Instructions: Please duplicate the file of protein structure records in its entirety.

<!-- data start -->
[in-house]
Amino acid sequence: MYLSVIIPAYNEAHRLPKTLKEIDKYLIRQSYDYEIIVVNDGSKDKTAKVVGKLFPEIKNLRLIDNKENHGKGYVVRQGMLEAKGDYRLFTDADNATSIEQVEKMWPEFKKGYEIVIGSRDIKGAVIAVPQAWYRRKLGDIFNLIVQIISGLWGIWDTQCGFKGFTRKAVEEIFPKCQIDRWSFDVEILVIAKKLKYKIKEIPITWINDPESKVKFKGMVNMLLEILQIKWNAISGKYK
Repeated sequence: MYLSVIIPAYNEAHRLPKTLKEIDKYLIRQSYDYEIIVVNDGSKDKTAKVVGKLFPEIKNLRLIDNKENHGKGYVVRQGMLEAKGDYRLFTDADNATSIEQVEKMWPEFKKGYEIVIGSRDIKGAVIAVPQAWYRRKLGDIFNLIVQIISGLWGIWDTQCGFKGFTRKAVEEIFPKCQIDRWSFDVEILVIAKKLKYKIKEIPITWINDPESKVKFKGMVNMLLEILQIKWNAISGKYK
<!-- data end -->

[in-house]
Amino acid sequence: MYLSVIIPAYNEAHRLPKTLKEIDKYLIRQSYDYEIIVVNDGSKDKTAKVVGKLFPEIKNLRLIDNKENHGKGYVVRQGMLEAKGDYRLFTDADNATSIEQVEKMWPEFKKGYEIVIGSRDIKGAVIAVPQAWYRRKLGDIFNLIVQIISGLWGIWDTQCGFKGFTRKAVEEIFPKCQIDRWSFDVEILVIAKKLKYKIKEIPITWINDPESKVKFKGMVNMLLEILQIKWNAISGKYK
Repeated sequence: MYLSVIIPAYNEAHRLPKTLKEIDKYLIRQSYDYEIIVVNDGSKDKTAKVVGKLFPEIKNLRLIDNKENHGKGYVVRQGMLEAKGDYRLFTDADNATSIEQVEKMWPEFKKGYEIVIGSRDIKGAVIAVPQAWYRRKLGDIFNLIVQIISGLWGIWDTQCGFKGFTRKAVEEIFPKCQIDRWSFDVEILVIAKKLKYKIKEIPITWINDPESKVKFKGMVNMLLEILQIKWNAISGKYK